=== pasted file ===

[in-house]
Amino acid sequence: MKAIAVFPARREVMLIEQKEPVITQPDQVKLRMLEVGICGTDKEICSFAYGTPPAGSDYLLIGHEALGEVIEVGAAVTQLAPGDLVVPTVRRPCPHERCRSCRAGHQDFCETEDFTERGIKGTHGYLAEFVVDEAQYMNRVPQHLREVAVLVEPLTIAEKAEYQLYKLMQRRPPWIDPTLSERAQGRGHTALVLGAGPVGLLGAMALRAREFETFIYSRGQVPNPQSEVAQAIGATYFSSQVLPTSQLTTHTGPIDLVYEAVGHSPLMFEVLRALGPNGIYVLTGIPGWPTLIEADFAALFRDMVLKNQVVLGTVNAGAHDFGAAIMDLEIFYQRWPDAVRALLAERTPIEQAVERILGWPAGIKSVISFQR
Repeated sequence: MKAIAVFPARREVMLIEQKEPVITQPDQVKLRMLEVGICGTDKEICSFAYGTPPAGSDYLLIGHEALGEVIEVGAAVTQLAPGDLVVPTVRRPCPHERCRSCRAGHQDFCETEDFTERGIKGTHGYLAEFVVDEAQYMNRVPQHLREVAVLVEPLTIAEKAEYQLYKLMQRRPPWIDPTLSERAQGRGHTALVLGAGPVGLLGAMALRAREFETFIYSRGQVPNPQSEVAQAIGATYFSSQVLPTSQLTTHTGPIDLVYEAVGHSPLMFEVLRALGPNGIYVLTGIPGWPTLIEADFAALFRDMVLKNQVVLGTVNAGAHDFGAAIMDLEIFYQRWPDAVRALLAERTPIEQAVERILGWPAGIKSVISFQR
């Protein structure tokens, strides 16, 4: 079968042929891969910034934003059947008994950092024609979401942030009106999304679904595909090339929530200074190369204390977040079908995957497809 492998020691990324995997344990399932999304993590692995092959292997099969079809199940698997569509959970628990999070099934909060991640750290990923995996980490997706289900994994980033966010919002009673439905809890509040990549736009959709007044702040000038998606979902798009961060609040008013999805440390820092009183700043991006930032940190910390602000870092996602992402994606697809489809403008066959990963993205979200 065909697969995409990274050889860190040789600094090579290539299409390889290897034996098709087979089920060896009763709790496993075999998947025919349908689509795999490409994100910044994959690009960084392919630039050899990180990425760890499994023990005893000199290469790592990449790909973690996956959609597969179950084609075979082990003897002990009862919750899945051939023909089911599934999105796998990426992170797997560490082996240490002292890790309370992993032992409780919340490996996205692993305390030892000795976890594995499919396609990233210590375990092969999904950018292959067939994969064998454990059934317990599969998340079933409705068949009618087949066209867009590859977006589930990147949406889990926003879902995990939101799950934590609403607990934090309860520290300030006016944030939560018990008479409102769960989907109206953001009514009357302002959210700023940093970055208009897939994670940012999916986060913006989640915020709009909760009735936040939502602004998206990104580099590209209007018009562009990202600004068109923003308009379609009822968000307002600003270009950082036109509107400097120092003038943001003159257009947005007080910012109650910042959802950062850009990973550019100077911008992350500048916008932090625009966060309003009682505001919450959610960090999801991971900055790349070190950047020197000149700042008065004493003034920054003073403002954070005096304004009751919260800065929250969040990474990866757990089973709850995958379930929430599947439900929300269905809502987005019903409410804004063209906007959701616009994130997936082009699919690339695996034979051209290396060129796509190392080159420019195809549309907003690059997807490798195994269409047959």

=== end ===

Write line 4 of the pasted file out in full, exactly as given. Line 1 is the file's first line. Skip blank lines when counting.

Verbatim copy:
């Protein structure tokens, strides 16, 4: 079968042929891969910034934003059947008994950092024609979401942030009106999304679904595909090339929530200074190369204390977040079908995957497809 492998020691990324995997344990399932999304993590692995092959292997099969079809199940698997569509959970628990999070099934909060991640750290990923995996980490997706289900994994980033966010919002009673439905809890509040990549736009959709007044702040000038998606979902798009961060609040008013999805440390820092009183700043991006930032940190910390602000870092996602992402994606697809489809403008066959990963993205979200 065909697969995409990274050889860190040789600094090579290539299409390889290897034996098709087979089920060896009763709790496993075999998947025919349908689509795999490409994100910044994959690009960084392919630039050899990180990425760890499994023990005893000199290469790592990449790909973690996956959609597969179950084609075979082990003897002990009862919750899945051939023909089911599934999105796998990426992170797997560490082996240490002292890790309370992993032992409780919340490996996205692993305390030892000795976890594995499919396609990233210590375990092969999904950018292959067939994969064998454990059934317990599969998340079933409705068949009618087949066209867009590859977006589930990147949406889990926003879902995990939101799950934590609403607990934090309860520290300030006016944030939560018990008479409102769960989907109206953001009514009357302002959210700023940093970055208009897939994670940012999916986060913006989640915020709009909760009735936040939502602004998206990104580099590209209007018009562009990202600004068109923003308009379609009822968000307002600003270009950082036109509107400097120092003038943001003159257009947005007080910012109650910042959802950062850009990973550019100077911008992350500048916008932090625009966060309003009682505001919450959610960090999801991971900055790349070190950047020197000149700042008065004493003034920054003073403002954070005096304004009751919260800065929250969040990474990866757990089973709850995958379930929430599947439900929300269905809502987005019903409410804004063209906007959701616009994130997936082009699919690339695996034979051209290396060129796509190392080159420019195809549309907003690059997807490798195994269409047959």